finite state automaton : Java Glossary

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finite state automaton

A finite state automaton is a way of looking at a computer, a way of solving parsing problems and a way of designing special purpose hardware. The automaton at any time in is one of a finite number of internal states. It is a black box. You feed it input, usually a character at a time. It turns its internal crank and applies its rules and goes into a new state and accepts more input. Every once in a while it also produces some output. A simple parser might classify Java source as either java commands or comment. It would have states for having seen /, //, /*, /*… *, /*… */ etc.

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Sample Code


Lexers and regex packages are tools for creating finite state automatons.

In the days of C, the state was stored as an integer 0 .. n. You had a complicated nest of switch statements that examined both the current state and the input to determine the next state.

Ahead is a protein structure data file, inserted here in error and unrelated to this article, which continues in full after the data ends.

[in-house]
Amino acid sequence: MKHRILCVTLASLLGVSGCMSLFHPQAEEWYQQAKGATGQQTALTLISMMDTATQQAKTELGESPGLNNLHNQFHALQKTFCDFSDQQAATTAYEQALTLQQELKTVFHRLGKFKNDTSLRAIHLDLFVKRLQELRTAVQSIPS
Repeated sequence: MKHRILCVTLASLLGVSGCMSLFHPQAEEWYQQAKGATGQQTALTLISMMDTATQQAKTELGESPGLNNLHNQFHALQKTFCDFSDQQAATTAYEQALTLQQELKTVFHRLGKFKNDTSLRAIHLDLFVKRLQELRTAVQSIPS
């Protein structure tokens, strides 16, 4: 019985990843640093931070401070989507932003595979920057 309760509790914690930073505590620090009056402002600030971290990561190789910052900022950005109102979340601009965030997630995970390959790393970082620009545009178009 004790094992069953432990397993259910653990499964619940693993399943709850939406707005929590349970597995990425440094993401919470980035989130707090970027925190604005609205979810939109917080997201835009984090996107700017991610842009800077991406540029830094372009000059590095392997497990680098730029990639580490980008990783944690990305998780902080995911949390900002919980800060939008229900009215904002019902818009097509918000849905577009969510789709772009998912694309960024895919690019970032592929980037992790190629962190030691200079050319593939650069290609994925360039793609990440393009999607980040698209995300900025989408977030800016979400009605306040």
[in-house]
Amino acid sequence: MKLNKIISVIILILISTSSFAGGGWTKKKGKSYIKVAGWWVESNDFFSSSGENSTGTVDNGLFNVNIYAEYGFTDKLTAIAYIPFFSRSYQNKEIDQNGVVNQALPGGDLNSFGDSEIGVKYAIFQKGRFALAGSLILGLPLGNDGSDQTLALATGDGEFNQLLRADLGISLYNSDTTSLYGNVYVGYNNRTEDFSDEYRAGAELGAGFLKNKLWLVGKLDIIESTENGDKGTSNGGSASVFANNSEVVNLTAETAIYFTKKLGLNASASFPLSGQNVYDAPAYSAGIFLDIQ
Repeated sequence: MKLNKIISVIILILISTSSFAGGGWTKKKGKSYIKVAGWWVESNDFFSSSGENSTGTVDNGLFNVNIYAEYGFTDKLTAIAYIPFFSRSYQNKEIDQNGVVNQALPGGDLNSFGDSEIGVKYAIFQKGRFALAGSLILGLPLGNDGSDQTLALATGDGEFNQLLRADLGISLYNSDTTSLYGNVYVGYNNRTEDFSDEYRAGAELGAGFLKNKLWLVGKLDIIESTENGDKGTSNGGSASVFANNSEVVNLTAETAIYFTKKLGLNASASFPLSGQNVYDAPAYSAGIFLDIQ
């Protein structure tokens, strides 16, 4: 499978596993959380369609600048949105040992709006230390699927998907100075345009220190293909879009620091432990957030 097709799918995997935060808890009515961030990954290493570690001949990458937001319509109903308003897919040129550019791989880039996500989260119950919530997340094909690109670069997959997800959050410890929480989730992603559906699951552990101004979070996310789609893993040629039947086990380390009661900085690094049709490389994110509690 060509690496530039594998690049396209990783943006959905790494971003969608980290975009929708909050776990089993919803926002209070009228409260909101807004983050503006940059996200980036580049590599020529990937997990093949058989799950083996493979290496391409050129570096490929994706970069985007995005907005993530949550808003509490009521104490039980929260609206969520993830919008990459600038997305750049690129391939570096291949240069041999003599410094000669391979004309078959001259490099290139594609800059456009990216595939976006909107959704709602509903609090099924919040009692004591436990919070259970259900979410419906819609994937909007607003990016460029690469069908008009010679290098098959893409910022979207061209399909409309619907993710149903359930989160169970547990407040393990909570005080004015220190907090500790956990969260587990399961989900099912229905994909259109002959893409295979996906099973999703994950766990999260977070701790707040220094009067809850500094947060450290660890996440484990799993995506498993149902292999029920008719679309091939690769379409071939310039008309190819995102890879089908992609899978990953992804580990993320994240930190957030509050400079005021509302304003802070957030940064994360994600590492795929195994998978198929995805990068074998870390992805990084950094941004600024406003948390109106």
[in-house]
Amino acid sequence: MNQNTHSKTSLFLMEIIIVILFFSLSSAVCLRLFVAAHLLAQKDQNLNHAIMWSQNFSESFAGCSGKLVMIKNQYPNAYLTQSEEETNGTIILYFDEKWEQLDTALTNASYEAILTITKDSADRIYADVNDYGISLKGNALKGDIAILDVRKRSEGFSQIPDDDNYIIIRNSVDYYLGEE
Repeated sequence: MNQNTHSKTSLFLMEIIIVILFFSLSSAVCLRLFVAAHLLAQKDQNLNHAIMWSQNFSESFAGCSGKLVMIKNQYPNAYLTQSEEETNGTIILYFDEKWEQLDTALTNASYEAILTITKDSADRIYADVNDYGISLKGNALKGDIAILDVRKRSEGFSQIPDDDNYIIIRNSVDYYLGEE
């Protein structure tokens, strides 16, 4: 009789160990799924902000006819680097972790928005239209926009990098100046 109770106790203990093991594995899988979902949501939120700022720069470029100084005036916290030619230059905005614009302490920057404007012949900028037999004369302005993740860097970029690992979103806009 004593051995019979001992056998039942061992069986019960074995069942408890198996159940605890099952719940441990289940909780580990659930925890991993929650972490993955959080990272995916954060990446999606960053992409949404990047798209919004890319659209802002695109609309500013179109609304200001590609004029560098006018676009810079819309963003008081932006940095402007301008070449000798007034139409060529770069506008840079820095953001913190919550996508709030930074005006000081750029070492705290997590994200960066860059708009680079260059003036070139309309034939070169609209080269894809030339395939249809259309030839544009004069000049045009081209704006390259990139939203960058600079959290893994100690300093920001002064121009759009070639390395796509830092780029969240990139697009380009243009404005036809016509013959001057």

In 1.4-, one way of writing finite state automata was to have a singleton class represent each possible state. There is a state variable that represents the current state. You feed the input to a standard method of the class’s interface and it computes the next state. That way states that are very similar can inherit default behaviours. You can have a static method to categorise the input and and a separate instance method to handle each categroy, or use a common method and a switch to dispatch to code based on input category to decide the next state. You don’t need any switch code based on current state. The dynamic method overriding features of Java handle that.

In Java version 1.5 or later, one way to write finite state automata is to use an enum constant to represent each state. A custom next method on each enum constant examines the input and calculates the next state. The various parsers used by JDisplay work using enums. The problem with this approach is you must use statics for variables shared between states. You can’t instantiate several different finite state automata.